Singapore: The world's power brokers lined up candidates to head the IMF while Asia held back, and its silence means it will probably have to wait five more years to break Europe's grip on the top spot.
Emerging market powerhouses including China and India have long clamoured for more clout within the International Monetary Fund, commensurate with their growing economic strength.
Last year, they won a hard-fought battle for a bigger share of IMF voting rights and convinced the fund to reconsider its long-standing opposition to capital controls.
So why the reticence when presented with a golden opportunity to claim the managing director post following Dominique Strauss-Kahn's sudden resignation? Forging quick consensus is never going to be an easy proposition in a region of such extremes, encompassing impoverished Bangladesh and wealthy Japan; Communist China and the world's largest democracy, India.
It's even tougher when the task at hand involves controversial questions of politics and economics. It may be more convenient for Asia to sit idly by this time around with the understanding that it will make its preferences known next time. Even that seemingly anodyne point is so sensitive in Asia that no policymaker has made it publicly, although it was raised by at least one official on the condition neither his name nor his nationality was published.
Contrast that with Europe, which quickly rallied around French Finance Minister Christine Lagarde to take the job that has traditionally gone to a European since the IMF was formed at the end of World War Two. France's budget minister said that Lagarde had China's support as well, all but assuring she would have sufficient backing to win a five-year term.
China's foreign ministry declined to comment on whether Beijing had backed Lagarde. An emerging market official said there was considerable discussion between Asia, Latin America and Africa, and another candidate could still emerge.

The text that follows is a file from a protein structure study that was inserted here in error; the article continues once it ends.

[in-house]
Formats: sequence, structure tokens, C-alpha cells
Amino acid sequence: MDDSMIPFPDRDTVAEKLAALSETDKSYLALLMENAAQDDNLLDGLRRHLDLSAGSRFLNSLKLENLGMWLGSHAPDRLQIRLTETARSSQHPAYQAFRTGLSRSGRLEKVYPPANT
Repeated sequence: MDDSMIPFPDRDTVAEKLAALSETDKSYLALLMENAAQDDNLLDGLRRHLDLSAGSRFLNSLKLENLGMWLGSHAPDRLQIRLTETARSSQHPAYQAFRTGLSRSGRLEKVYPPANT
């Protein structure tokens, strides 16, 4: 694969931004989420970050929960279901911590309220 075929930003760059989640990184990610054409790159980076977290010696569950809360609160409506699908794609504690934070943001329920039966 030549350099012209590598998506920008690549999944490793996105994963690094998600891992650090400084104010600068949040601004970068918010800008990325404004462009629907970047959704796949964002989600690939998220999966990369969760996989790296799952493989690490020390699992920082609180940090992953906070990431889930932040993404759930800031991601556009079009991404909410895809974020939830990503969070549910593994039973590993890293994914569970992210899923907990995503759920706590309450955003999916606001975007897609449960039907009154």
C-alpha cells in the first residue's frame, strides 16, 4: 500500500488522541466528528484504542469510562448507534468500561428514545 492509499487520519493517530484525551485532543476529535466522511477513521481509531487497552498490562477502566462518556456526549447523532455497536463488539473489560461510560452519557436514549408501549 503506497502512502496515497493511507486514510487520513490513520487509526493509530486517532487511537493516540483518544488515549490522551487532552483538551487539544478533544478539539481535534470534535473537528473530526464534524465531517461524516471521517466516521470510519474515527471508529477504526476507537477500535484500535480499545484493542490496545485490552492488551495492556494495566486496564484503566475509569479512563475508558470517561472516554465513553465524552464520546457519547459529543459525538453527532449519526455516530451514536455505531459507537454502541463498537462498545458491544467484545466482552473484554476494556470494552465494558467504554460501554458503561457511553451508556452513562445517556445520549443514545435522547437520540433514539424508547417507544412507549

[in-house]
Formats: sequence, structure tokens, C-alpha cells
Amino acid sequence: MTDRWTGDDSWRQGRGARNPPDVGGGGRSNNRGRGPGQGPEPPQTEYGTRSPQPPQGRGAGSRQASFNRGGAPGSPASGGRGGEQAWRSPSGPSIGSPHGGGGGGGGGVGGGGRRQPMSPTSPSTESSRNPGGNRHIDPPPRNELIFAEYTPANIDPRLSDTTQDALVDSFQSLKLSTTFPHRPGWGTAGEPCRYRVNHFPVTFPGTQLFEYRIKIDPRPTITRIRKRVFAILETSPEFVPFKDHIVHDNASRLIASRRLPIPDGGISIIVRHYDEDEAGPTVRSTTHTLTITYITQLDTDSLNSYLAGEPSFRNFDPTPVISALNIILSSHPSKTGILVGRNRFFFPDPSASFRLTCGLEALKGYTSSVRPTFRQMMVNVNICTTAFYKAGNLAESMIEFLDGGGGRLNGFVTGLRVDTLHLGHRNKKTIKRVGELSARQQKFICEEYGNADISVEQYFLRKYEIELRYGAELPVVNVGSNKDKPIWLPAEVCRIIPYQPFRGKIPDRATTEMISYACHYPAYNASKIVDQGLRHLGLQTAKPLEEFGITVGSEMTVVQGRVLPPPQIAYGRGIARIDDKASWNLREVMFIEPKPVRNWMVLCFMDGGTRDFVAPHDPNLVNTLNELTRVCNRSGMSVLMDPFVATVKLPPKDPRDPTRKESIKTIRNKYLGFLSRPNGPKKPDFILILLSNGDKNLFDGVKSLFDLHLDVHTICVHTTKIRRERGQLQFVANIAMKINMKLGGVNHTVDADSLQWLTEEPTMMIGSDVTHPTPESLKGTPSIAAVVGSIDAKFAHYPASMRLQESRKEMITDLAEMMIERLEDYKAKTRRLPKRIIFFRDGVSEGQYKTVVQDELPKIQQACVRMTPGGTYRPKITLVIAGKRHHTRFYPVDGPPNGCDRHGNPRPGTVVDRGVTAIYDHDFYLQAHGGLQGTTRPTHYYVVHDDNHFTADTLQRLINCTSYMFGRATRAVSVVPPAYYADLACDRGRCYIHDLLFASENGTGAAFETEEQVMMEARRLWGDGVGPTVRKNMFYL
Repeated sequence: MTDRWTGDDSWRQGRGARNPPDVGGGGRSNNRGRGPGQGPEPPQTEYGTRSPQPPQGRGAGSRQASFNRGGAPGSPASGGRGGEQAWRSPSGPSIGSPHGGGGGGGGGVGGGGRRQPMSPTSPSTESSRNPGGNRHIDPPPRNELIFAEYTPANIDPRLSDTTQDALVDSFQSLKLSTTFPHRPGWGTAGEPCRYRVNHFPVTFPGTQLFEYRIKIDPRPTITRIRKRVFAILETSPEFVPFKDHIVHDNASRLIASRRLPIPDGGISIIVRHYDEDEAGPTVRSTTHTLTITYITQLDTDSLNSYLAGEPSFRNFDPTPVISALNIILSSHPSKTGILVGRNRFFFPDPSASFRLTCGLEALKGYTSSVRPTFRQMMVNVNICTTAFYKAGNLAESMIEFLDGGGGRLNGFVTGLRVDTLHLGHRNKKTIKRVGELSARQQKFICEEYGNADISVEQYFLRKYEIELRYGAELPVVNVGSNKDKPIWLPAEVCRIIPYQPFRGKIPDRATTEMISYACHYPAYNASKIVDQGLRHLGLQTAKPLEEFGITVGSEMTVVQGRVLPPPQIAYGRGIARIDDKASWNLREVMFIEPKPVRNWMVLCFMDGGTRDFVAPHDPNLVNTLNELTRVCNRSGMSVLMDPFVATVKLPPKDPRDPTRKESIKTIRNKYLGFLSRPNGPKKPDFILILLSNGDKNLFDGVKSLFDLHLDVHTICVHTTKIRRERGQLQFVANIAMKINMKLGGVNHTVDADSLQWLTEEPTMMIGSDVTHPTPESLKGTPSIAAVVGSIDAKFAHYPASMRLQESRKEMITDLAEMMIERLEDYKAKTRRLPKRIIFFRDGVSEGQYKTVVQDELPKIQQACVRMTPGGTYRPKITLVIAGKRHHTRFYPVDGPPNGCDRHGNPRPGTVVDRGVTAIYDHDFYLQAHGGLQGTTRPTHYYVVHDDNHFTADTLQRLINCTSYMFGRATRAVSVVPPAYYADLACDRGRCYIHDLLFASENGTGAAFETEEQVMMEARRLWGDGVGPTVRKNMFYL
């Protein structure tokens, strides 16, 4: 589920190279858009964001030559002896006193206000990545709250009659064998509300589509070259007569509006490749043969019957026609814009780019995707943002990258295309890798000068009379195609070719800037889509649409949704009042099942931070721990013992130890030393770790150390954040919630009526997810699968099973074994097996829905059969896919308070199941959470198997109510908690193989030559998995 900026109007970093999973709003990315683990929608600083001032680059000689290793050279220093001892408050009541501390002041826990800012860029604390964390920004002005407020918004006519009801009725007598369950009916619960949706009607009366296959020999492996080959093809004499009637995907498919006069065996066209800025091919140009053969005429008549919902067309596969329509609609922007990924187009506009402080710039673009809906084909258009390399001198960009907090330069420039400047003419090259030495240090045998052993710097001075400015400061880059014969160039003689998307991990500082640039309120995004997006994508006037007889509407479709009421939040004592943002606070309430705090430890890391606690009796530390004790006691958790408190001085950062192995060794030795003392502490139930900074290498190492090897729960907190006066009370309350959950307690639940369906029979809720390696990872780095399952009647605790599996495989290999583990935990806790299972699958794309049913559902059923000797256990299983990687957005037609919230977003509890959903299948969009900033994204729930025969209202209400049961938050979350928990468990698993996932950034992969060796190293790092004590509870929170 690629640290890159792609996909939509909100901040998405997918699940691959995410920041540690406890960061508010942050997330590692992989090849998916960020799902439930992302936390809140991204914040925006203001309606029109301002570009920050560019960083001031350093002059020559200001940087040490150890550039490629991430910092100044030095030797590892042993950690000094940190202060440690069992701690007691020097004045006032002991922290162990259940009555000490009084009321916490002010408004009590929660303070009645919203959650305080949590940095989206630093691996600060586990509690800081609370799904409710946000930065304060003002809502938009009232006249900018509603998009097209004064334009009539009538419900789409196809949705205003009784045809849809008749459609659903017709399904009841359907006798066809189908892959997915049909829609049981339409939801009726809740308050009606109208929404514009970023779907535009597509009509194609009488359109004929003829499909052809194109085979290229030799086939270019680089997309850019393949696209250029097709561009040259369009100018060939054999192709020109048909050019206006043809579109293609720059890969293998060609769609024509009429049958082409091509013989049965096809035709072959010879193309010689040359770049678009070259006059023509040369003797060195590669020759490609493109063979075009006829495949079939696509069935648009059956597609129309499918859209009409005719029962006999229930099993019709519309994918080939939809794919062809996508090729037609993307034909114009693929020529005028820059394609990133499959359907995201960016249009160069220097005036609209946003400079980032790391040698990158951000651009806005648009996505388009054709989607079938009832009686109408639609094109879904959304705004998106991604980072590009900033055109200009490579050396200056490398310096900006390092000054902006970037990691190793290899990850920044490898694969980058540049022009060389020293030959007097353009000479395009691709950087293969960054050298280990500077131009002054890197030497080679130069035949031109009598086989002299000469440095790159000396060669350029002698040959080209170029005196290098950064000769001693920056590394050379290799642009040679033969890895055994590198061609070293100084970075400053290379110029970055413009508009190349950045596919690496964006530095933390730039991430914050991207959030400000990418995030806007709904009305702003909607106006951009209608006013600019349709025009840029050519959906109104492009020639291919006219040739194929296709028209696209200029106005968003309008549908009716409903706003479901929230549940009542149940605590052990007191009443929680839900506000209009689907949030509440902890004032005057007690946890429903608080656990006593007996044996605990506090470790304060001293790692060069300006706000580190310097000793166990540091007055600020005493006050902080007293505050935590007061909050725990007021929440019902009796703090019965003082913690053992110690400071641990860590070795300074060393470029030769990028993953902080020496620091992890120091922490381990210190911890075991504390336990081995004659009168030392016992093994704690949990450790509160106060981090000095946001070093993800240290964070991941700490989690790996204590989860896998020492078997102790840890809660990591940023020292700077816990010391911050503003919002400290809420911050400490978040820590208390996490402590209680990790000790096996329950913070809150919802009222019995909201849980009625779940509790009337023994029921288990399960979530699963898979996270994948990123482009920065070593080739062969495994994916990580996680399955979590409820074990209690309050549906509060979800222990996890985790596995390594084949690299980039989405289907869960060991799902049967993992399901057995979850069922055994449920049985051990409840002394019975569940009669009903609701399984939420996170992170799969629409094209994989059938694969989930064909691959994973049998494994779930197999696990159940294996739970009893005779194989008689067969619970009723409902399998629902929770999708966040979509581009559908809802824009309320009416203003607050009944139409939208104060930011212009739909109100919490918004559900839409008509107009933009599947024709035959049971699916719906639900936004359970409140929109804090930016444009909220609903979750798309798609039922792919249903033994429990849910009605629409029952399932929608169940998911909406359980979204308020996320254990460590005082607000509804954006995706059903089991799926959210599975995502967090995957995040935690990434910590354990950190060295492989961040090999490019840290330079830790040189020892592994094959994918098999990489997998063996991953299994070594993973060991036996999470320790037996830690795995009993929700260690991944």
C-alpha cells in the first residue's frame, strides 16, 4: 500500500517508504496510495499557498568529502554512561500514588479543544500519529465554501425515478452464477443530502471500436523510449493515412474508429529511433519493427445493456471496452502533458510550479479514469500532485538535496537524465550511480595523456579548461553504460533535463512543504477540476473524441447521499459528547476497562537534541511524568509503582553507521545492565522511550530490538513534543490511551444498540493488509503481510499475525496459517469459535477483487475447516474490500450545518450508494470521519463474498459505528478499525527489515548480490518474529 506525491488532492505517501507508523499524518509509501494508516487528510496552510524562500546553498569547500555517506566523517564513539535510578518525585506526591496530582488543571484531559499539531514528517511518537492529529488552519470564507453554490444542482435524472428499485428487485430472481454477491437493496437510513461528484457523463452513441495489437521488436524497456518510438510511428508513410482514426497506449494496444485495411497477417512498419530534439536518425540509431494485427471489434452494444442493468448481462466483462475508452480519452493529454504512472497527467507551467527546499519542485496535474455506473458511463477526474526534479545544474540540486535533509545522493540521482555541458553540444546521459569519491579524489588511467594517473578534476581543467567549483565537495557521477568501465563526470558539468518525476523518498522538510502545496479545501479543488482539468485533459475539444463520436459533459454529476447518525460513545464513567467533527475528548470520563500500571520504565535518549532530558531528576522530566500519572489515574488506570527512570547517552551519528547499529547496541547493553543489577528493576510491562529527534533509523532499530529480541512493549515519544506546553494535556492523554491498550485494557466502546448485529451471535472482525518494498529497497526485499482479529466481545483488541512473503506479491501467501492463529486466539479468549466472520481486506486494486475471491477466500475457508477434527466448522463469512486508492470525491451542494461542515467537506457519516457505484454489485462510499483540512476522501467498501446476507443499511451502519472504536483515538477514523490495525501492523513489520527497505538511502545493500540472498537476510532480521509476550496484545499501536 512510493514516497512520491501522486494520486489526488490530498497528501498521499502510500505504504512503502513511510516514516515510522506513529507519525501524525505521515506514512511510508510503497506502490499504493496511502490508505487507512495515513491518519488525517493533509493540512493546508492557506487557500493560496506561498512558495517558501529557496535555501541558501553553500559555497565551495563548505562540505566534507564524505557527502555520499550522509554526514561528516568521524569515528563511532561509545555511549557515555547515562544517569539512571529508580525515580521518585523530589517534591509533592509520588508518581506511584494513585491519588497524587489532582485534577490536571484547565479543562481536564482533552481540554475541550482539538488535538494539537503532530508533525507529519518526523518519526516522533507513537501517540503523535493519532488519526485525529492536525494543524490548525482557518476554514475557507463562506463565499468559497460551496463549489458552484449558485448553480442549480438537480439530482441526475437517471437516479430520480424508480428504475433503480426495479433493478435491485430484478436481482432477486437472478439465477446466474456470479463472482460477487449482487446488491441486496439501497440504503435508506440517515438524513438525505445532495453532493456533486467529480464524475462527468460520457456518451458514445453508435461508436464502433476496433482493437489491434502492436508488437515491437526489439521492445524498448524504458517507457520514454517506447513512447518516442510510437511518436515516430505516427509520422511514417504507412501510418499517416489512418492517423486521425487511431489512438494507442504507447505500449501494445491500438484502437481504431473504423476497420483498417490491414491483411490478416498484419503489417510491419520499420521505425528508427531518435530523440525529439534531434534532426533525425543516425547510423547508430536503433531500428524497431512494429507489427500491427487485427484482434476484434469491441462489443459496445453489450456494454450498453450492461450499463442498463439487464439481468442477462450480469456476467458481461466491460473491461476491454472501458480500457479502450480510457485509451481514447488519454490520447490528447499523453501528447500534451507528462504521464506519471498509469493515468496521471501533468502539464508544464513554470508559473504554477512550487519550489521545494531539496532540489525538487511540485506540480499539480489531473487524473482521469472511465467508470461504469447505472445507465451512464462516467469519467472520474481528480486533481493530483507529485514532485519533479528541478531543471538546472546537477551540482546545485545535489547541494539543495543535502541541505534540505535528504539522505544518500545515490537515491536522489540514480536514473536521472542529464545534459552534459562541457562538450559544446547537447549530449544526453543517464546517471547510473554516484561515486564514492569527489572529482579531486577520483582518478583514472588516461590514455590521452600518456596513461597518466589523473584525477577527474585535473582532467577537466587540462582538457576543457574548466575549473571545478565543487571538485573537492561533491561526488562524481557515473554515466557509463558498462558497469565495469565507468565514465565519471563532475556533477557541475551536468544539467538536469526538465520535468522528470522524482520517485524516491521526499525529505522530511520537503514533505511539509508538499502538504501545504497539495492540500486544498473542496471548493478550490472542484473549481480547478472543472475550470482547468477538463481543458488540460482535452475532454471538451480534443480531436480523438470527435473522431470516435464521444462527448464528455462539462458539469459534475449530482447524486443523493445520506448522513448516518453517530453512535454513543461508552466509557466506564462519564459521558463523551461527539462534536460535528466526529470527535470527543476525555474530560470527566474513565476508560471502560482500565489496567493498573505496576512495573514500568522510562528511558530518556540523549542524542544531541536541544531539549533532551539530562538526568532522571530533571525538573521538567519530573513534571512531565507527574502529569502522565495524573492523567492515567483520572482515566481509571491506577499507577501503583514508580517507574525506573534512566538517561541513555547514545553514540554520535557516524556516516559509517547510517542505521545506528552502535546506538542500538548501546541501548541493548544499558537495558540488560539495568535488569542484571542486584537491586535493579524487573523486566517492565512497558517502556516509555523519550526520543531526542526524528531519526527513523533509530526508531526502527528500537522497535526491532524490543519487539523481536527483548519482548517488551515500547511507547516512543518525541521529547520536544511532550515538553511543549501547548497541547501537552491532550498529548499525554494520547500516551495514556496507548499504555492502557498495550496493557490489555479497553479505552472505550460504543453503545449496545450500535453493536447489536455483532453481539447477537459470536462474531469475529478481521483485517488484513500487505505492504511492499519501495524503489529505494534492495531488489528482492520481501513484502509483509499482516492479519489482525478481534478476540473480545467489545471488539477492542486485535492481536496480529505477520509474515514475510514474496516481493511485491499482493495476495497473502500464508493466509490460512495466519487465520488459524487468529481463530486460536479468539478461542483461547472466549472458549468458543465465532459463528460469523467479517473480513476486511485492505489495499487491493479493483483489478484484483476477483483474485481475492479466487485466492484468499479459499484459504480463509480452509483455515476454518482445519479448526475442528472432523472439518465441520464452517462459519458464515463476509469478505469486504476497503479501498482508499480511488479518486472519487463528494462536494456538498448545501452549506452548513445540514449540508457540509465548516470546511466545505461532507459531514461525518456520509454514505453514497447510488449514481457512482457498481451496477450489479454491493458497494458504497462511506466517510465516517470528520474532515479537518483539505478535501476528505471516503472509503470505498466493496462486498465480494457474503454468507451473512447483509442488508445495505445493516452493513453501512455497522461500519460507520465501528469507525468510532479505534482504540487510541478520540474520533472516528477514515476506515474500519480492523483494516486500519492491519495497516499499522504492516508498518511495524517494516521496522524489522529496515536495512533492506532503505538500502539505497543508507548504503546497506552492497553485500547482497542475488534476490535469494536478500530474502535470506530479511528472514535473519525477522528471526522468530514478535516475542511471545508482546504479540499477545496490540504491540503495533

But the chances for success look slim. There has been no shortage of other names floated, including several from emerging Asian countries, yet none received the same degree of swift and public support as Lagarde has both inside and outside Europe.
The biggest obstacle to Asia putting forward a rival seems to be finding common cause.
China and India share membership in the "BRICS" grouping of rapidly emerging economies but little else, and would have a hard time agreeing on one Asian candidate. "To believe that everyone coming from the emerging markets will support similar policies is a mistake," said Sebastian Edwards, a former World Bank official who teaches international economics at the University of California, Los Angeles.
Silence In Japan
For Japan, second only to the United States in IMF voting power, backing someone from elsewhere in Asia would serve as a painful reminder of the country's waning influence.